Obama Still 'Most Admired' Man, Gallup Says; Hillary Clinton Again Top Woman
Their annual "most-admired" list shows that 22 percent of the 1,019 people surveyed chose Obama. At No. 2: former President George W. Bush, who was the choice of 5 percent.
Obama has topped the list three straight years. His "most-admired" numbers (like his approval ratings) have fallen, though. He was the choice of 32% in late 2008 and 30% in 2009.
And though he's easily held on to the top spot, as Gallup reminds us it's no big surprise that a president comes in at No. 1:
"Sitting presidents have dominated Gallup's Most Admired Man poll over the years, achieving No. 1 in 52 out of 64 measures since Gallup initiated the question in 1946."
Secretary of State Hillary Rodham Clinton remains the solid top No. 1 as most-admired woman, finishing first for the ninth straight year. Gallup says the top six among women this year were the same as in 2009. The latest numbers:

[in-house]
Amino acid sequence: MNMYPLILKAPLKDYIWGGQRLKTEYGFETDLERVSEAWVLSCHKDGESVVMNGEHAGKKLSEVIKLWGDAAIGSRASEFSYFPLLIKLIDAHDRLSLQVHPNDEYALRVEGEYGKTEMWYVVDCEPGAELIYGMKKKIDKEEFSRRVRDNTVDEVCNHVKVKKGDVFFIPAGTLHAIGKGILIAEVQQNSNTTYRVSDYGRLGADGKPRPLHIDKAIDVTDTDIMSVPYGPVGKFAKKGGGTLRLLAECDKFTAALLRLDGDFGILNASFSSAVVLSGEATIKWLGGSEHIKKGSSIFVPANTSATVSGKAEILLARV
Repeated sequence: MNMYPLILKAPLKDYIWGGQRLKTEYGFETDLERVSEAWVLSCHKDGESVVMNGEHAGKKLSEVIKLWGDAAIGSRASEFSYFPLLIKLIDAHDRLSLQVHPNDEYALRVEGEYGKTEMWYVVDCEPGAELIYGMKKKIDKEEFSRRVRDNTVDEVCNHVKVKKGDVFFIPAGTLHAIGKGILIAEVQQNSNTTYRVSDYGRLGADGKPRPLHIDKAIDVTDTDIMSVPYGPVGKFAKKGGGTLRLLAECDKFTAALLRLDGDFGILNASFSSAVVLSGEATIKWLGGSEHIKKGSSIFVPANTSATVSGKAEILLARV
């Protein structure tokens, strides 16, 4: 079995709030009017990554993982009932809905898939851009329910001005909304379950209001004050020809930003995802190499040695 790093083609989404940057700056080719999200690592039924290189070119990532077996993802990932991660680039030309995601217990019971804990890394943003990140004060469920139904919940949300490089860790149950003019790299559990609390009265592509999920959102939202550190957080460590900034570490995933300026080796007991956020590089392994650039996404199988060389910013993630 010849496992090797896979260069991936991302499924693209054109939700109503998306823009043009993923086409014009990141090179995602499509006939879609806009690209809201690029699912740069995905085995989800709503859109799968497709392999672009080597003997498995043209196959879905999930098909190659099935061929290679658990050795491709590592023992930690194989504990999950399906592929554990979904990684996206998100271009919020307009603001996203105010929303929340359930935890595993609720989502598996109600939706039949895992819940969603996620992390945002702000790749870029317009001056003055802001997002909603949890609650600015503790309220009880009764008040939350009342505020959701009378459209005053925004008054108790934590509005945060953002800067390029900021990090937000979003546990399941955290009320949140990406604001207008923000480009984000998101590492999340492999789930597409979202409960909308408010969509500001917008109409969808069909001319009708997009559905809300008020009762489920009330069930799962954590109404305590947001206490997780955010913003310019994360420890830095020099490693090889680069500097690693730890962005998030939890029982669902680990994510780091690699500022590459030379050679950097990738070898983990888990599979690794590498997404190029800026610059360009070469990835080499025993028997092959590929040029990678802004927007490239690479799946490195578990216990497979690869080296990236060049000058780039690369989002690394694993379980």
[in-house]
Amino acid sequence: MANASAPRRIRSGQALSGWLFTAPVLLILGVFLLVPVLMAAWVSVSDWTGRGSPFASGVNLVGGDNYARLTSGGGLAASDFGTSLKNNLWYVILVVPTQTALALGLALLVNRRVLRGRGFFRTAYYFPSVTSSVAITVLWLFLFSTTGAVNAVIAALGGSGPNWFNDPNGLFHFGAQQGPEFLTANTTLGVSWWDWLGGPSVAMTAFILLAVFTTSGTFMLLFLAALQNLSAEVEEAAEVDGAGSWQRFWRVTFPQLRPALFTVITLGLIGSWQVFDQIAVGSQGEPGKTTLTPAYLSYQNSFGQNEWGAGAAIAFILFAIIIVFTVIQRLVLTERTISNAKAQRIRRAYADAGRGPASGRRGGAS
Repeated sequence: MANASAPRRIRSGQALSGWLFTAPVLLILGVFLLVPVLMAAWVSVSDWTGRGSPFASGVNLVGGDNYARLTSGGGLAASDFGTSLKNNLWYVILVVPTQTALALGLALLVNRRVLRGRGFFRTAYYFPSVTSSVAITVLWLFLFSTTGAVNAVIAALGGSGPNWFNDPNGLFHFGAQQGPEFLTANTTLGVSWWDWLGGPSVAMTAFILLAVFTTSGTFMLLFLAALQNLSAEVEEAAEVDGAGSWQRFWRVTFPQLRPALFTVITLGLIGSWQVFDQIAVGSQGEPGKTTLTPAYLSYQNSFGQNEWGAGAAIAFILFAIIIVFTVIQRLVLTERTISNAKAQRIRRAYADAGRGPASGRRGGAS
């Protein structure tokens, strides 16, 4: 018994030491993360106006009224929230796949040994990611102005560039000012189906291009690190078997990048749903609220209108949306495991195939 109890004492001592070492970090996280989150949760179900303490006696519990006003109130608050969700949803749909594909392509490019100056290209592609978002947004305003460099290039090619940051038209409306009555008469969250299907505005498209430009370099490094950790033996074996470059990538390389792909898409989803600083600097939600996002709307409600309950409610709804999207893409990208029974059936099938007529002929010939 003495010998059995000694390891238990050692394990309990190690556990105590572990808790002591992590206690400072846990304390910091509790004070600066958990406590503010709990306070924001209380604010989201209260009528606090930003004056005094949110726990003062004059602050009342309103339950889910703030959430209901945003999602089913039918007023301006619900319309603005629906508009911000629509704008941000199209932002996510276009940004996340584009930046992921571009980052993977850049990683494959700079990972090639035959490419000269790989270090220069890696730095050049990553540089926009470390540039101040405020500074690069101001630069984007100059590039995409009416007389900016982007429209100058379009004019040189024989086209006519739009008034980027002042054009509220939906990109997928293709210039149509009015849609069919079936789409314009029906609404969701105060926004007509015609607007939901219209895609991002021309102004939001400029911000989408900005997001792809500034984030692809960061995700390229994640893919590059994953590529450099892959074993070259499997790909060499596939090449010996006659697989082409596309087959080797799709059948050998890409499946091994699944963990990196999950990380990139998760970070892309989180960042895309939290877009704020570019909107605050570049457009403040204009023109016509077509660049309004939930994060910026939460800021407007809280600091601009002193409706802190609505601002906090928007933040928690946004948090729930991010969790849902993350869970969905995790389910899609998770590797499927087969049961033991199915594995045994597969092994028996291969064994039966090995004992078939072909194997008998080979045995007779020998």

-- Clinton, the choice of 17 percent.
-- Former Alaska Gov. Sarah Palin, 12 percent.
-- TV host/media mogul Oprah Winfrey, 11 percent.
-- First lady Michelle Obama, 5 percent.
-- Former secretary of State Condoleezza Rice, 2 percent.
-- Queen Elizabeth, 2 percent.
Other notes from the survey:
-- Among men, former President Bill Clinton got 4 percent of the vote. Tied at 2 percent each: South Africa's Nelson Mandela, Microsoft's Bill Gates, Pope Benedict XVI, the Rev. Billy Graham, former President Jimmy Carter and Fox News Channel's Glenn Beck. The Dalai Lama got 1 percent.
-- Five women each got about 1 percent support. They are: actress Angelina Jolie, former British Prime Minister Margaret Thatcher; democracy champion Aung San Suu Kyi, and former first ladies Laura and Barbara Bush. Copyright 2011 National Public Radio. To see more, visit http://www.npr.org/.